It’s a scenic trip, the main state highway between Christchurch and Kaikoura. But that road trip, following the eastern edge of the South Island’s Hurunui region, and running pretty much along the coastal pacific rail line, is one sure worth travelling. It sure is, when you want to check out some stunning New Zealand scenery, and find some equally memorable New Zealand food moments to stop in at along the way.
First, a bit of New Zealand rail history
The road is dotted with rural townships, and side roads leading off to expansive coastline. For many of those towns, their settlement was affected by the railway, always nearby - the main north line in the South Island, stretching out in this region between Christchurch and Kaikoura (and then to Blenheim and Picton).
This line is the longest railway construction project in New Zealand’s history, kicking off in the 1870s, and not completed until 1945. That line’s key role resulted in some settlements flourishing, where others, once thriving coach stops now bypassed by that line, hushed.
And, as a result of earthquakes in Christchurch and Kaikoura in recent years, the passenger line linking Christchurch and Kaikoura is currently closed. (Our photo, too, shows the charming Glenmark station, on the Waiau branch line previously running in the Hurunui region, from this Waipara station inland to Waikari station. Closed as part of the New Zealand branch line network in the 1970s, today special excursion trains run on the line through the Weka Pass.)
So, on the road now instead, stopping at these Hurunui region townships, you’ll get a real perspective into New Zealand’s rural heartland and fine country fare.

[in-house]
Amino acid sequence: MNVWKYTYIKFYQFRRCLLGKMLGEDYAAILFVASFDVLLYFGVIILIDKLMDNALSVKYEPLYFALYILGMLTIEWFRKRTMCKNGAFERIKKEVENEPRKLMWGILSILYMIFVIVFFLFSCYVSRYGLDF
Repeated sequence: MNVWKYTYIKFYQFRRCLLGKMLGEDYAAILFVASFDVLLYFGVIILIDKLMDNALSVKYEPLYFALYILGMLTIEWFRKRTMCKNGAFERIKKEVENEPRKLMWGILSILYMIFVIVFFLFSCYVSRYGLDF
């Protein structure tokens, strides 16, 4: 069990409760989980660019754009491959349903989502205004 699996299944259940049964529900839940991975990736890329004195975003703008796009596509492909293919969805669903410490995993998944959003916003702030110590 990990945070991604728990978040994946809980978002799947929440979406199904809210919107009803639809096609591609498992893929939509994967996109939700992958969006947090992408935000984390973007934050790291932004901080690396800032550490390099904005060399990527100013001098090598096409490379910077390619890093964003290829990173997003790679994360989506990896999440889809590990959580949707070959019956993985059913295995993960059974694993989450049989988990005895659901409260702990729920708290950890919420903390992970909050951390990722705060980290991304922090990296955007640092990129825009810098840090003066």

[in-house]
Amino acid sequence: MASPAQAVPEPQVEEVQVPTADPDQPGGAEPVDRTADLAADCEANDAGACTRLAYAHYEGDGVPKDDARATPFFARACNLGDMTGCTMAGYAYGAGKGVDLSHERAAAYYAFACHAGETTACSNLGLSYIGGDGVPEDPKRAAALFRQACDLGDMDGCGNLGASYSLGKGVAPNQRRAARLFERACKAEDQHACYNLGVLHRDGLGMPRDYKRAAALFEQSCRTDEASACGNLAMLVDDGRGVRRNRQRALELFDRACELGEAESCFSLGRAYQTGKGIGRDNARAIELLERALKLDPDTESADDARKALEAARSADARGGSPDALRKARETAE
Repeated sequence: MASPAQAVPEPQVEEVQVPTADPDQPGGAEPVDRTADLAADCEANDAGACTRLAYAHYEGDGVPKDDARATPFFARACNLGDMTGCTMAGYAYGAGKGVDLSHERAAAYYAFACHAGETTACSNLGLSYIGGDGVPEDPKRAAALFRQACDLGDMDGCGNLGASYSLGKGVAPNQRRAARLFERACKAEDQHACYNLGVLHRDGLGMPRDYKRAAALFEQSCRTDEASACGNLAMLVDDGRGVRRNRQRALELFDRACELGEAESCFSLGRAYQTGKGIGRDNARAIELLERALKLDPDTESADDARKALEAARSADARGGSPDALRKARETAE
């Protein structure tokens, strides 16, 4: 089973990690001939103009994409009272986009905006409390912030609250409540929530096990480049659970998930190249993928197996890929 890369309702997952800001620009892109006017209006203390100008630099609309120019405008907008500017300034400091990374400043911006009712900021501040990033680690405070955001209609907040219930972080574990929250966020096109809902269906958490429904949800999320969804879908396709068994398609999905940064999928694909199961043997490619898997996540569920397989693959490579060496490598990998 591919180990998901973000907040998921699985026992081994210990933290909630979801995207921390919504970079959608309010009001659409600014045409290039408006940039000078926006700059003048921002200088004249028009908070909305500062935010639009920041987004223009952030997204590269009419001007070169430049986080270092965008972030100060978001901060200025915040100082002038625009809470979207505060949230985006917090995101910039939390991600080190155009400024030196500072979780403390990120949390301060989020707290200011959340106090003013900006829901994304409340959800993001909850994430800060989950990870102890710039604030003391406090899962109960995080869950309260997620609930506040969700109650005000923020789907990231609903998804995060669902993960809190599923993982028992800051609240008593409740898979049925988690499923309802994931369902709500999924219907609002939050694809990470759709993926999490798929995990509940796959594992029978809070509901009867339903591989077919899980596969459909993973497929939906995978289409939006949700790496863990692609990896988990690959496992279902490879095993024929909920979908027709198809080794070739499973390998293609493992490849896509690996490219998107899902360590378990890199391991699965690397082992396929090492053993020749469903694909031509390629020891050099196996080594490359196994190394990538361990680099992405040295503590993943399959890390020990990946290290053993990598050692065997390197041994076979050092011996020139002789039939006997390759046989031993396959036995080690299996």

Then something for everyone
You’re after a winery lunch experience in a spectacular setting? Or a more casual cafe with a playground for the kids, a moment for everyone to stretch out? Or a pick-up-and-head-to-the-beach option, for a classic picnic and fresh sea air while exploring some rugged coastline?
On your trip you’ll pass through Waipara Valley, one of New Zealand’s boutique wine growing regions, best known for pinot noir and riesling. (Waipara: Māori, noun - muddy water, sediment.)
Cellar doors, some stellar New Zealand food moments, and inspiring settings, await. Here’s a chance to sit back and be spoiled by some truly excellent New Zealand food.
For more casual, but equally memorable, New Zealand food moments, there are plenty of tempting coffee stops and eateries… and spots to pullover and pick up picnic supplies and head east to the stunning coastline of Pegasus up to Gore Bay and north beyond.
A short detour for that coastline, and you’ll spot typical kiwi coastal cribs (known in the north as baches, they’re cosy holiday homes), and have a chance to blow the cobwebs out in that sea breeze, walking off cakes to die for… And there really is the chance to walk for miles, if that’s how you’re feeling.
Another moment to lift the lid on more New Zealand history, proving even the cook gets it wrong sometimes. At the southern coastal end of the region, the striking Pegasus Bay is in front of you - reaching north from Banks Peninsula to the mouth of the Waipara River - named after The Pegasus, a ship sailing the South Island in the early 1800s. In doing so, the crew corrected reference to “Banks Islands” (in fact, the peninsula) in Captain James Cook’s charts from the 1770s - one of only very few errors on the maps from Cook’s original expeditions.
Don’t miss classic New Zealand food artisans
While there’s no doubting you’ll find some gorgeous classic eateries and take-outs, don’t miss the opportunity to pop in to some equally classic New Zealand food artisans. You’ll pick up some of New Zealand’s top notch made, grown or raised food. Excellent butchery goods and pies, cheese, produce…
They’re all but a stone’s throw away, when you’re on that road and in the know. That’s the wonderful thing about being on the road isn’t it, the chance to explore and find those treasures that are just a little tucked away.